Making a Scene Presents an Interview with Jeff Chaz
There is a southern gentleman on Bourbon Street. He is soft spoken, with just a bit of a south Louisiana accent, He still opens doors and holds chairs for the ladies. But when Jeff Chaz plugs in his guitar and steps before the microphone, there is a metamorphosis.
“I don’t understand what happens…something just takes over”, he explained. And what takes over is magic. One audience member, who was nearly overwhelmed by Chaz’s performance screamed, “He’s electric. He could plug his guitar into his body.”
Jeff Chaz was born in Lake Charles, Louisiana. His formative years were spent in Creole, Louisiana, where his father practiced medicine and French. His father made house calls, sometimes by pirogue, and accepted ducks and such for payment- “My father was a Jack Teagarden and Louis Armstrong fan, he liked the Big Bands, you know, Count Basie and Duke Ellington. That’s what I was listening to when the other kids were into Elvis and Ray Charles.”
In grade school, Chaz aspired to Jazz trombone. In Jr. high, he switched to trumpet and played first chair in the band. At age 14, Jeff gave his efforts to the guitar for a while but grew bored.
Chaz’s family moved to California and he recalls, “All through high school I did orchestra but got bad grades because I missed a lot of things. I was too busy doin’ gigs, doin’ Latin and Soul weddings and dances. Then I did trombone.”
After high school Chaz took to the road with a Black Boston soul band. “I was still doin’ trombone and we played six nights a week and traveled all over the US. One night the guitar player, who was also the lead singer, quit, so the leader came up to me and said, ‘O.K. Jeff, you’re the new singer’. He worked with me until I got to soundin’ like Memphis soul.”
Still trying to find his niché, Chaz went back to California where he returned to guitar and studied music at San Bernardino College. “I played country for a while… it was like Chinese to me… it was one of the biggest challenges I’d ever had. Finally, I knew what I had to do — Blues Guitar.”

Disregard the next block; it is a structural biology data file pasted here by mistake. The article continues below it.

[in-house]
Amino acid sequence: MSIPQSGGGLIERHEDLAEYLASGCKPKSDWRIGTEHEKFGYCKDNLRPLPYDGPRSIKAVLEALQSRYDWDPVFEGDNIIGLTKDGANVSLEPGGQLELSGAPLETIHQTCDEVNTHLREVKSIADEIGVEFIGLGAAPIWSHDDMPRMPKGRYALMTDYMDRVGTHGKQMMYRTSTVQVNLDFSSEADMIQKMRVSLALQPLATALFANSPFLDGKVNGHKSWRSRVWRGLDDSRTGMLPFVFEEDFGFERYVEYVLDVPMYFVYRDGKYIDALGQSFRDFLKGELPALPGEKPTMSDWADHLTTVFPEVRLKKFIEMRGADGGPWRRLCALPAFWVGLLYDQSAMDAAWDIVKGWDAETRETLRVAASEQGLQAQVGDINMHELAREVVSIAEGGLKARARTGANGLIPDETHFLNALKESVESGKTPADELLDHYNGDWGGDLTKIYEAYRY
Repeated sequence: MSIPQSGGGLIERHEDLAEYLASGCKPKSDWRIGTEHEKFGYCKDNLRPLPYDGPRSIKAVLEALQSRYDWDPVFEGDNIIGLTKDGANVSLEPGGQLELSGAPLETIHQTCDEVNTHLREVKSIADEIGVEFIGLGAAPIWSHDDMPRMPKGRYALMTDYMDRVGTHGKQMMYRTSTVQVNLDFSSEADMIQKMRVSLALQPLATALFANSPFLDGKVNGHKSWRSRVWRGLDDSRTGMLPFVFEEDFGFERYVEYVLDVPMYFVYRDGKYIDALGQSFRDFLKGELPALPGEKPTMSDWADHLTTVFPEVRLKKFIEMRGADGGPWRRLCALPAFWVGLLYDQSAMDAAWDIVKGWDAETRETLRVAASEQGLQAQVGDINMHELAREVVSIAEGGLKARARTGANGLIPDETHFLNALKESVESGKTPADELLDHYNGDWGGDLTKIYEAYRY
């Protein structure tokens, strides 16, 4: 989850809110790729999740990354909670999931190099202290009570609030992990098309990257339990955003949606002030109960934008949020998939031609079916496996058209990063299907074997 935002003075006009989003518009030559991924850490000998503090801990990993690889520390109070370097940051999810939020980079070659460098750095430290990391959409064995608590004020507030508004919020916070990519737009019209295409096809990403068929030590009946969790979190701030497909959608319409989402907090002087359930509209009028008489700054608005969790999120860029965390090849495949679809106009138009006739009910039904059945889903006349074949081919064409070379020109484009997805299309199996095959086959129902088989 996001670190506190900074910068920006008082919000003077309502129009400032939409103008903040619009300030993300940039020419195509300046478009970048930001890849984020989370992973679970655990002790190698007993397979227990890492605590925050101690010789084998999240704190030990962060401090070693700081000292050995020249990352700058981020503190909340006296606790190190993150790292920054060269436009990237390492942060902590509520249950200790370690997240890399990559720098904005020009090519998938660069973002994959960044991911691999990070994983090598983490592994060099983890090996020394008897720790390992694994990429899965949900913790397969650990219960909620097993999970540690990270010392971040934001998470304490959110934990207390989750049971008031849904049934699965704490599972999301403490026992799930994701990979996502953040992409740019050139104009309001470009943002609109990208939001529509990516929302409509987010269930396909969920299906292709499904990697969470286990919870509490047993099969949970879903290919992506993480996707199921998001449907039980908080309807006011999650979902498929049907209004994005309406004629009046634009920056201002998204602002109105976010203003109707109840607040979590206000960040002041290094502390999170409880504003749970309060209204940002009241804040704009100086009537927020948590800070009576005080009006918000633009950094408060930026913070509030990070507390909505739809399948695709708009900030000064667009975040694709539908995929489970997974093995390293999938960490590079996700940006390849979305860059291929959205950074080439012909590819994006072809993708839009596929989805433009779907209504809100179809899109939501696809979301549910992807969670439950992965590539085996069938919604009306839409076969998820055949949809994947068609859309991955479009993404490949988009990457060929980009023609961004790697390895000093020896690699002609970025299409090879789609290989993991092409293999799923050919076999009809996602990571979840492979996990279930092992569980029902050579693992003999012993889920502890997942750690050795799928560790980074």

Chaz made the decision to go to Memphis to study with the masters of Blues. He played in little out-of-the-way Black Blues clubs, which led him to performing gospel. He sang Amazing Grace at the opening of the National Civil Rights Museum and won the first Beale Street Blues Award. Chaz has performed with Albert King, Jerry Lee Lewis, and Cab Calloway.
In ’96 Chaz came to New Orleans to help organize a project with local promoter Ellis Paillet, who introduced him to Bourbon Street’s Famous Door owner, John Wehner. Chaz recalls, “I walked into John’s office…he looked at me, pulled his sticks out of his desk, and said, ‘Let’s go play’. After we played for a while, he said, ‘I don’t have a spot for you, but I’ll make one’.”
Six days later, Chaz was back in New Orleans with bags and guitar in hand. Within two months Chaz was drawing record crowds and, with Wehner’s direction and expertise, had put together the most exciting Blues band on Bourbon Street.
Jeff Chaz made his performance debut at age 5 when he did an Elvis impression with a plastic guitar. “My teacher really embarrassed me when she took me all around to the other classes to do my Elvis thing.” he recalls.
Chaz has traveled, studied, paid a lot of dues, and finely crafted his trade. It all came together… now there are those who attempt to “do” Chaz
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